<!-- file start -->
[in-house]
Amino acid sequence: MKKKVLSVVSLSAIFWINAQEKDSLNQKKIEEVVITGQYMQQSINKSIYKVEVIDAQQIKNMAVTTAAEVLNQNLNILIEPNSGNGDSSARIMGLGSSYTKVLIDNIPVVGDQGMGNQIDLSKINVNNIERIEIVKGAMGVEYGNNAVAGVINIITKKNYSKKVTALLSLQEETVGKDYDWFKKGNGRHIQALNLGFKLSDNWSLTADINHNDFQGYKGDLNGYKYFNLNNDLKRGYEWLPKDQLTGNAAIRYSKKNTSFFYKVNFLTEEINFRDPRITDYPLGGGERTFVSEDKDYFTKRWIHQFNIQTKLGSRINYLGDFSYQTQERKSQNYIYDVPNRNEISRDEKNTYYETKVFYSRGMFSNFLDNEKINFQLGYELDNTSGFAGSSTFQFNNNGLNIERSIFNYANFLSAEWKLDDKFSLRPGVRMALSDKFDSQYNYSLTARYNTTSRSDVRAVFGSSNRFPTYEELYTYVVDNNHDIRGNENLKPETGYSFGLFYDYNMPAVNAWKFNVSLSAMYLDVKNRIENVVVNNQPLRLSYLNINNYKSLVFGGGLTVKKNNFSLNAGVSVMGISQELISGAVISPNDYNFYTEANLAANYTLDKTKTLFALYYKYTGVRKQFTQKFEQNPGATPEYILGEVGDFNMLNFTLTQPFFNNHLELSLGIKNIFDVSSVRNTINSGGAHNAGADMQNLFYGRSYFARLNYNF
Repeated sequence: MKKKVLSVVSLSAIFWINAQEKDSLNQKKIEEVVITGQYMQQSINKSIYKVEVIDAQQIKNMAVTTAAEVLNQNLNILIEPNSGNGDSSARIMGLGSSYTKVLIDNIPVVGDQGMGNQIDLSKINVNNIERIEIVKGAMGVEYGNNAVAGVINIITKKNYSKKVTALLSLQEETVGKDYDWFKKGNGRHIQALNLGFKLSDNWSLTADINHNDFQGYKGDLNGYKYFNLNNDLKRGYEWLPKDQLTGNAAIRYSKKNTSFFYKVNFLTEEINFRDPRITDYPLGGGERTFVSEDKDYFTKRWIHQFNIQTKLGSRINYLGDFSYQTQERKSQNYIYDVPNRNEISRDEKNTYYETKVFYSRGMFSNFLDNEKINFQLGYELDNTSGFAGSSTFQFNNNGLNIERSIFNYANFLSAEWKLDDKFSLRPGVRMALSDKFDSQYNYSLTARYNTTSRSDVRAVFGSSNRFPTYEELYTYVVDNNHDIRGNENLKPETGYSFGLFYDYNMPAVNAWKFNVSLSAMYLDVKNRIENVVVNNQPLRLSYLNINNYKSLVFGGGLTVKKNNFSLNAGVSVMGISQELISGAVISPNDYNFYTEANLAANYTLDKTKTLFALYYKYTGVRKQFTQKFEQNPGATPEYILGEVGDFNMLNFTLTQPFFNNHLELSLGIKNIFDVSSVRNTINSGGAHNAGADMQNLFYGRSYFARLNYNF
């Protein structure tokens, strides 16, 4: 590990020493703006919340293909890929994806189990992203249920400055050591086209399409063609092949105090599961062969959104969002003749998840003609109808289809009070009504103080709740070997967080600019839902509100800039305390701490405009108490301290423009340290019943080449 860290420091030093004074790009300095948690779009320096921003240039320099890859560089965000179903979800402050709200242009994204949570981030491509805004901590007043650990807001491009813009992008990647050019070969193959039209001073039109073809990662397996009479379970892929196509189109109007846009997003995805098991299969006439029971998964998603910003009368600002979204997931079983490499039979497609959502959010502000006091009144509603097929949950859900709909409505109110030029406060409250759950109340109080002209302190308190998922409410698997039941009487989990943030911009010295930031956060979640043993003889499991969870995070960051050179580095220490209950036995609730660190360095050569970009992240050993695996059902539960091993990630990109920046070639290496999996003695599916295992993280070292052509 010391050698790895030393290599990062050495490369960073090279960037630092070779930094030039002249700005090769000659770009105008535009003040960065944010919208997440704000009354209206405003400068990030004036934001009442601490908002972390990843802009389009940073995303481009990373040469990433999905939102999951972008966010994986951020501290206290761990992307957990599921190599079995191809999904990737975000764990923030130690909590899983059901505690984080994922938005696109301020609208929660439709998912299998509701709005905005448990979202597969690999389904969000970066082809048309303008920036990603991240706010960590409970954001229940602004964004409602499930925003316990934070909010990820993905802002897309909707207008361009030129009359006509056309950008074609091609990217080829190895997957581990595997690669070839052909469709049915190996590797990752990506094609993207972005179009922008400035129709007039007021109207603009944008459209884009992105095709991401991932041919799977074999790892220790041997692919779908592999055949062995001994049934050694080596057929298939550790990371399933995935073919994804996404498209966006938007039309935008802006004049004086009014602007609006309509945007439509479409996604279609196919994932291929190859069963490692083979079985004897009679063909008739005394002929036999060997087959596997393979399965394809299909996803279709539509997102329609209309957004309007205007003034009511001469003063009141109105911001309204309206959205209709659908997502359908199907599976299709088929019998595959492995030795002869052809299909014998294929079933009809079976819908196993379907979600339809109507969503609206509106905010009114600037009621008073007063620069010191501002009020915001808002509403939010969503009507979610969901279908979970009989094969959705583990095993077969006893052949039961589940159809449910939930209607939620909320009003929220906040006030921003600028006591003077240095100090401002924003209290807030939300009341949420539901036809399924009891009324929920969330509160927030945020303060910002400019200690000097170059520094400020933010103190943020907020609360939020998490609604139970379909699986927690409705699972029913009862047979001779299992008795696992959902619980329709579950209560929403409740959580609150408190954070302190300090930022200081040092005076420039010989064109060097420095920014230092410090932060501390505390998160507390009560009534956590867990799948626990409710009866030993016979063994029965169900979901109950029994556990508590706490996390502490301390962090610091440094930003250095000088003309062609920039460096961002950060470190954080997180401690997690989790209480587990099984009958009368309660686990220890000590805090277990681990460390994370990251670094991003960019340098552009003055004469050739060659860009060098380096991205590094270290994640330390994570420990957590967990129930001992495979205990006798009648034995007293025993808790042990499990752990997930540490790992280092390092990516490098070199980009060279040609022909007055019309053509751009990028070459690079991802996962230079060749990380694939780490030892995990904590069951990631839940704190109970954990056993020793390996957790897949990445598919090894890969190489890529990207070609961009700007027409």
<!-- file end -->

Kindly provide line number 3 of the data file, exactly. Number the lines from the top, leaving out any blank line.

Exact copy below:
Repeated sequence: MKKKVLSVVSLSAIFWINAQEKDSLNQKKIEEVVITGQYMQQSINKSIYKVEVIDAQQIKNMAVTTAAEVLNQNLNILIEPNSGNGDSSARIMGLGSSYTKVLIDNIPVVGDQGMGNQIDLSKINVNNIERIEIVKGAMGVEYGNNAVAGVINIITKKNYSKKVTALLSLQEETVGKDYDWFKKGNGRHIQALNLGFKLSDNWSLTADINHNDFQGYKGDLNGYKYFNLNNDLKRGYEWLPKDQLTGNAAIRYSKKNTSFFYKVNFLTEEINFRDPRITDYPLGGGERTFVSEDKDYFTKRWIHQFNIQTKLGSRINYLGDFSYQTQERKSQNYIYDVPNRNEISRDEKNTYYETKVFYSRGMFSNFLDNEKINFQLGYELDNTSGFAGSSTFQFNNNGLNIERSIFNYANFLSAEWKLDDKFSLRPGVRMALSDKFDSQYNYSLTARYNTTSRSDVRAVFGSSNRFPTYEELYTYVVDNNHDIRGNENLKPETGYSFGLFYDYNMPAVNAWKFNVSLSAMYLDVKNRIENVVVNNQPLRLSYLNINNYKSLVFGGGLTVKKNNFSLNAGVSVMGISQELISGAVISPNDYNFYTEANLAANYTLDKTKTLFALYYKYTGVRKQFTQKFEQNPGATPEYILGEVGDFNMLNFTLTQPFFNNHLELSLGIKNIFDVSSVRNTINSGGAHNAGADMQNLFYGRSYFARLNYNF